Subscribers to Writer’s Digest magazine spend 12.64 hours writing each week. Beginners spend seven hours a week and advanced writers spend 30.5.

You’ve lived 78 years and you expect me to ghostwrite your memoir in a week? —Gail Kearns, writer and editor.

When Maryanne Raphael first read about the international Three-Day Writing Contest, she thought it was a joke. But the idea of writing a book in three days fascinated her. So several years later she signed up, got a sponsor, and arranged to spend Labor Day weekend at her keyboard day and night.

She began typing as fast as she could, writing her best at all times because there was no time for rewriting. The subconscious was in control with the conscious mind in the dark much of the time. The same powerful curiosity that kept her writing, keeps her readers turning pages.

With breaks for taking naps, Maryanne finished the manuscript by the deadline. The Man Who Loved Funerals, is now in New York with her agent who thinks it is her best work.

For many authors, the writing of the book is not grueling; it is a journey to be enjoyed. Many writers like to set aside a few hours for their writing each day; they establish a schedule and stick to it religiously. A few have the luxury of writing full-time or of getting away to concentrate on their writing. They find marathon writing is more fun and avoids the challenge of getting back to the manuscript each day. Still others have to fit in their writing whenever they can.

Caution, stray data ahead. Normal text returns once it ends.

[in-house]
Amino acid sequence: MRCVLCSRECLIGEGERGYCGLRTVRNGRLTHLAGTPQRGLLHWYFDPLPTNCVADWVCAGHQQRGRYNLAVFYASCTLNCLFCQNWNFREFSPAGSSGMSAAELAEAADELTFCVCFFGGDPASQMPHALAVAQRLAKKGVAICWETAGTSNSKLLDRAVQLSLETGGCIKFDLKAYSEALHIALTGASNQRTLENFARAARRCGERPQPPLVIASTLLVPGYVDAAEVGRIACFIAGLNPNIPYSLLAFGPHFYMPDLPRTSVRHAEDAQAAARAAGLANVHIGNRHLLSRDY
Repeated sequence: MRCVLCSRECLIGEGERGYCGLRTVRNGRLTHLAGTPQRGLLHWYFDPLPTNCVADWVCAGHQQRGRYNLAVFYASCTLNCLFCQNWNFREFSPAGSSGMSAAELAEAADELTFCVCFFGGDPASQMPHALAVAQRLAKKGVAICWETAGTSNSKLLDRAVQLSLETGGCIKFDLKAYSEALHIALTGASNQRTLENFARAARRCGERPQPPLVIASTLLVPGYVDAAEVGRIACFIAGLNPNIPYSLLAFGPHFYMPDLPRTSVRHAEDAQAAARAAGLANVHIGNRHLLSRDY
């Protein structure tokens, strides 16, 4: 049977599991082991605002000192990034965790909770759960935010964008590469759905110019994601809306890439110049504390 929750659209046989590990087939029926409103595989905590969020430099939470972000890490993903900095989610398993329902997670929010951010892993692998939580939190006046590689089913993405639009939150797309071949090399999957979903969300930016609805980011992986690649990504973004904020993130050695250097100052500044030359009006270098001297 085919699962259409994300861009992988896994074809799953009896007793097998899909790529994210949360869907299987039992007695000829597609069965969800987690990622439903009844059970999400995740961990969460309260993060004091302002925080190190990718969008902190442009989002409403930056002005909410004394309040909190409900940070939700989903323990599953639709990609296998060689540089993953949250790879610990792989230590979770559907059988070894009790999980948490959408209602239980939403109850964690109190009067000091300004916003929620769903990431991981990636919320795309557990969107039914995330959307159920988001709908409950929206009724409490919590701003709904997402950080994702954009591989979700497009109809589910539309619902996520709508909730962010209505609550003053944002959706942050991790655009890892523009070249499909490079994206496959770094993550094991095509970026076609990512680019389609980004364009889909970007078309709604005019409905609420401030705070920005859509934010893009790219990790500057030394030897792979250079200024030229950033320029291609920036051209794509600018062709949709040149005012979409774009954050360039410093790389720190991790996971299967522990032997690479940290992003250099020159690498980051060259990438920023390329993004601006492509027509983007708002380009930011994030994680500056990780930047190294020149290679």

Nat Bodian decided to write his first book in 1979. Finding time was difficult because he worked full-time as a marketer at a New York publishing house and commuted from New Jersey. He did some writing on the bus to and from New York, some was done on a pad of paper walking across Manhattan and some was done during his lunch hours. Then, evenings after his children were in bed, he continued in a basement typing room until the wee hours of the morning and on weekends.

The Book Marketing Handbook was published by R.R. Bowker 20 months later and it is still selling. This and several more industry books led to his nomination to the Publishing Hall of Fame.

For more help, explanation and direction, see Writing Nonfiction: Turning Thoughts into Books.

Mahatma Gandhi and Martin Luther King wrote powerful articles and books about their activities or causes while behind bars. Make effective use of your most valuable asset: your time.

You will draw more people to a “mini seminar.”